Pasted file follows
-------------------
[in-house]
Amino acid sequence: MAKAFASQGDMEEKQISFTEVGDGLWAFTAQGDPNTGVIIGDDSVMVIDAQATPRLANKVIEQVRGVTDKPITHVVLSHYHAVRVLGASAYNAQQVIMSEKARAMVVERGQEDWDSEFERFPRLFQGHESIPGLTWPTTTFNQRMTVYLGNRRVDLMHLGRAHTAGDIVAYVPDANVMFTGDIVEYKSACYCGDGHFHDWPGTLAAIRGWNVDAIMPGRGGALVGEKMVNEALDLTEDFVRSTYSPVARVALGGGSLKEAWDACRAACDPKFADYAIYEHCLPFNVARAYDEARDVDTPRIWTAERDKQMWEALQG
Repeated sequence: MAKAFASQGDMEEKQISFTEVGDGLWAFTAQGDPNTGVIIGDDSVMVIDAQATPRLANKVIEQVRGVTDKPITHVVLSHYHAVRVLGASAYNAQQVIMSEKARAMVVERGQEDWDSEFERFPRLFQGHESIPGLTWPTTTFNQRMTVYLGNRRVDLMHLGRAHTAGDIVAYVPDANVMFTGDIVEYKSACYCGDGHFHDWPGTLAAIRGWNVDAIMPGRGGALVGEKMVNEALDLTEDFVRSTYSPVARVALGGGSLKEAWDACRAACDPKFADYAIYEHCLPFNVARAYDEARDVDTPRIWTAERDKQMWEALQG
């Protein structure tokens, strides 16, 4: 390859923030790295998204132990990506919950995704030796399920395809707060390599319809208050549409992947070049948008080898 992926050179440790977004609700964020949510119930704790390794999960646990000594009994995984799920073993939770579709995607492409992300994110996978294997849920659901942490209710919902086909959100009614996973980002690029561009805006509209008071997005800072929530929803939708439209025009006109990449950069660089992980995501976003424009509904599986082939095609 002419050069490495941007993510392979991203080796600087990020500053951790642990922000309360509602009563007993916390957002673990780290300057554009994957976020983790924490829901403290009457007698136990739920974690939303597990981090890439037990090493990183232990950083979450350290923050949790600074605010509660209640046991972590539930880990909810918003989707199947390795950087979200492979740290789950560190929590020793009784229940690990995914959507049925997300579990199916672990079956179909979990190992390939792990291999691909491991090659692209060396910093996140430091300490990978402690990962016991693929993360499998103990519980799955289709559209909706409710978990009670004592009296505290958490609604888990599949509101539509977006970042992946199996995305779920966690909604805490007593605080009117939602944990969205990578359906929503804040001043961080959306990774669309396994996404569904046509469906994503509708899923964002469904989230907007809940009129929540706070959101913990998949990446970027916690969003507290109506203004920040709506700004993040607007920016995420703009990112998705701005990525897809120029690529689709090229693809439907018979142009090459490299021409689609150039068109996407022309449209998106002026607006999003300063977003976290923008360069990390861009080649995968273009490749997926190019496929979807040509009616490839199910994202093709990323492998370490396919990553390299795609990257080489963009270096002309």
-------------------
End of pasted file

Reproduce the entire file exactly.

[in-house]
Amino acid sequence: MAKAFASQGDMEEKQISFTEVGDGLWAFTAQGDPNTGVIIGDDSVMVIDAQATPRLANKVIEQVRGVTDKPITHVVLSHYHAVRVLGASAYNAQQVIMSEKARAMVVERGQEDWDSEFERFPRLFQGHESIPGLTWPTTTFNQRMTVYLGNRRVDLMHLGRAHTAGDIVAYVPDANVMFTGDIVEYKSACYCGDGHFHDWPGTLAAIRGWNVDAIMPGRGGALVGEKMVNEALDLTEDFVRSTYSPVARVALGGGSLKEAWDACRAACDPKFADYAIYEHCLPFNVARAYDEARDVDTPRIWTAERDKQMWEALQG
Repeated sequence: MAKAFASQGDMEEKQISFTEVGDGLWAFTAQGDPNTGVIIGDDSVMVIDAQATPRLANKVIEQVRGVTDKPITHVVLSHYHAVRVLGASAYNAQQVIMSEKARAMVVERGQEDWDSEFERFPRLFQGHESIPGLTWPTTTFNQRMTVYLGNRRVDLMHLGRAHTAGDIVAYVPDANVMFTGDIVEYKSACYCGDGHFHDWPGTLAAIRGWNVDAIMPGRGGALVGEKMVNEALDLTEDFVRSTYSPVARVALGGGSLKEAWDACRAACDPKFADYAIYEHCLPFNVARAYDEARDVDTPRIWTAERDKQMWEALQG
């Protein structure tokens, strides 16, 4: 390859923030790295998204132990990506919950995704030796399920395809707060390599319809208050549409992947070049948008080898 992926050179440790977004609700964020949510119930704790390794999960646990000594009994995984799920073993939770579709995607492409992300994110996978294997849920659901942490209710919902086909959100009614996973980002690029561009805006509209008071997005800072929530929803939708439209025009006109990449950069660089992980995501976003424009509904599986082939095609 002419050069490495941007993510392979991203080796600087990020500053951790642990922000309360509602009563007993916390957002673990780290300057554009994957976020983790924490829901403290009457007698136990739920974690939303597990981090890439037990090493990183232990950083979450350290923050949790600074605010509660209640046991972590539930880990909810918003989707199947390795950087979200492979740290789950560190929590020793009784229940690990995914959507049925997300579990199916672990079956179909979990190992390939792990291999691909491991090659692209060396910093996140430091300490990978402690990962016991693929993360499998103990519980799955289709559209909706409710978990009670004592009296505290958490609604888990599949509101539509977006970042992946199996995305779920966690909604805490007593605080009117939602944990969205990578359906929503804040001043961080959306990774669309396994996404569904046509469906994503509708899923964002469904989230907007809940009129929540706070959101913990998949990446970027916690969003507290109506203004920040709506700004993040607007920016995420703009990112998705701005990525897809120029690529689709090229693809439907018979142009090459490299021409689609150039068109996407022309449209998106002026607006999003300063977003976290923008360069990390861009080649995968273009490749997926190019496929979807040509009616490839199910994202093709990323492998370490396919990553390299795609990257080489963009270096002309």